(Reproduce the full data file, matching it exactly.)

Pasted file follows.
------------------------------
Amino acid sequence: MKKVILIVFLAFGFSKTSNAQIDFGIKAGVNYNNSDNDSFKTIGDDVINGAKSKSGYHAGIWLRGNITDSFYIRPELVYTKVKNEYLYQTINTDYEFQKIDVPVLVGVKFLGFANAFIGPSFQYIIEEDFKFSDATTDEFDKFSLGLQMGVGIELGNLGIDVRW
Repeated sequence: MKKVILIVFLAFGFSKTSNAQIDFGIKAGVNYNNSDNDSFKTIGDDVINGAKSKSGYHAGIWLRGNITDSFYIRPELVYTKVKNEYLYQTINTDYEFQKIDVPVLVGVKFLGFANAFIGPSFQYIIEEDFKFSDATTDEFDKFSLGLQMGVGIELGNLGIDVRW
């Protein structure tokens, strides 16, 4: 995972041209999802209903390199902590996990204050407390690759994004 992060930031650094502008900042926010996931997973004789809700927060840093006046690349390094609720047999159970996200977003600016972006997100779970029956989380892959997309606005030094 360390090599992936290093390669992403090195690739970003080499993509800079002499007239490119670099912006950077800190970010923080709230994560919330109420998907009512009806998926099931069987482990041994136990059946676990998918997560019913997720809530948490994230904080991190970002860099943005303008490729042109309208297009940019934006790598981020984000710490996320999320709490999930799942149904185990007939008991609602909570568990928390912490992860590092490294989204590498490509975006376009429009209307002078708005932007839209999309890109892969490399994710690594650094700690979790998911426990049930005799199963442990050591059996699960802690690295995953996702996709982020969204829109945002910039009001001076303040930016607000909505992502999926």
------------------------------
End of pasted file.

Amino acid sequence: MKKVILIVFLAFGFSKTSNAQIDFGIKAGVNYNNSDNDSFKTIGDDVINGAKSKSGYHAGIWLRGNITDSFYIRPELVYTKVKNEYLYQTINTDYEFQKIDVPVLVGVKFLGFANAFIGPSFQYIIEEDFKFSDATTDEFDKFSLGLQMGVGIELGNLGIDVRW
Repeated sequence: MKKVILIVFLAFGFSKTSNAQIDFGIKAGVNYNNSDNDSFKTIGDDVINGAKSKSGYHAGIWLRGNITDSFYIRPELVYTKVKNEYLYQTINTDYEFQKIDVPVLVGVKFLGFANAFIGPSFQYIIEEDFKFSDATTDEFDKFSLGLQMGVGIELGNLGIDVRW
């Protein structure tokens, strides 16, 4: 995972041209999802209903390199902590996990204050407390690759994004 992060930031650094502008900042926010996931997973004789809700927060840093006046690349390094609720047999159970996200977003600016972006997100779970029956989380892959997309606005030094 360390090599992936290093390669992403090195690739970003080499993509800079002499007239490119670099912006950077800190970010923080709230994560919330109420998907009512009806998926099931069987482990041994136990059946676990998918997560019913997720809530948490994230904080991190970002860099943005303008490729042109309208297009940019934006790598981020984000710490996320999320709490999930799942149904185990007939008991609602909570568990928390912490992860590092490294989204590498490509975006376009429009209307002078708005932007839209999309890109892969490399994710690594650094700690979790998911426990049930005799199963442990050591059996699960802690690295995953996702996709982020969204829109945002910039009001001076303040930016607000909505992502999926």